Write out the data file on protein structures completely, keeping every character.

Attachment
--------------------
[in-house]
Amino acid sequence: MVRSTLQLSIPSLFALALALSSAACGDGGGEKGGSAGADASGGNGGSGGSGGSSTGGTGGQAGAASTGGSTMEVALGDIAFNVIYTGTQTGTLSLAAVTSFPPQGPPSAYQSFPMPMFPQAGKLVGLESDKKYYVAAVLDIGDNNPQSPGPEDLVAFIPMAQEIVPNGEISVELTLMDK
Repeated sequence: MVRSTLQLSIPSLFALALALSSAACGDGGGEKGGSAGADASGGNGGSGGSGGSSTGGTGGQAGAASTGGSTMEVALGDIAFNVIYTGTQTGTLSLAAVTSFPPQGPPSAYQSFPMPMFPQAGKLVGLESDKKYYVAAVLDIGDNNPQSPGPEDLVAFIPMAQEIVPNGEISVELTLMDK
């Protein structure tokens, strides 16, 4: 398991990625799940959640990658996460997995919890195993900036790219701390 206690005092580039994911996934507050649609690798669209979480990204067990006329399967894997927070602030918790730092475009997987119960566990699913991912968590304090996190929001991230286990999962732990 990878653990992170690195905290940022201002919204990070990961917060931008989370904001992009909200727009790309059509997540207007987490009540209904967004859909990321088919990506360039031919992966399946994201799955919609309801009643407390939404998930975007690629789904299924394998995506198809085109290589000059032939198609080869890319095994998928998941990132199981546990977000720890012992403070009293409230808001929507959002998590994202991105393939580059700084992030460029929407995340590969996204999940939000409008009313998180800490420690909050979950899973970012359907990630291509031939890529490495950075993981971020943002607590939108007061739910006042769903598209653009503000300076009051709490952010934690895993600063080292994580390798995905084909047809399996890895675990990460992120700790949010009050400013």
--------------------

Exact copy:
[in-house]
Amino acid sequence: MVRSTLQLSIPSLFALALALSSAACGDGGGEKGGSAGADASGGNGGSGGSGGSSTGGTGGQAGAASTGGSTMEVALGDIAFNVIYTGTQTGTLSLAAVTSFPPQGPPSAYQSFPMPMFPQAGKLVGLESDKKYYVAAVLDIGDNNPQSPGPEDLVAFIPMAQEIVPNGEISVELTLMDK
Repeated sequence: MVRSTLQLSIPSLFALALALSSAACGDGGGEKGGSAGADASGGNGGSGGSGGSSTGGTGGQAGAASTGGSTMEVALGDIAFNVIYTGTQTGTLSLAAVTSFPPQGPPSAYQSFPMPMFPQAGKLVGLESDKKYYVAAVLDIGDNNPQSPGPEDLVAFIPMAQEIVPNGEISVELTLMDK
């Protein structure tokens, strides 16, 4: 398991990625799940959640990658996460997995919890195993900036790219701390 206690005092580039994911996934507050649609690798669209979480990204067990006329399967894997927070602030918790730092475009997987119960566990699913991912968590304090996190929001991230286990999962732990 990878653990992170690195905290940022201002919204990070990961917060931008989370904001992009909200727009790309059509997540207007987490009540209904967004859909990321088919990506360039031919992966399946994201799955919609309801009643407390939404998930975007690629789904299924394998995506198809085109290589000059032939198609080869890319095994998928998941990132199981546990977000720890012992403070009293409230808001929507959002998590994202991105393939580059700084992030460029929407995340590969996204999940939000409008009313998180800490420690909050979950899973970012359907990630291509031939890529490495950075993981971020943002607590939108007061739910006042769903598209653009503000300076009051709490952010934690895993600063080292994580390798995905084909047809399996890895675990990460992120700790949010009050400013």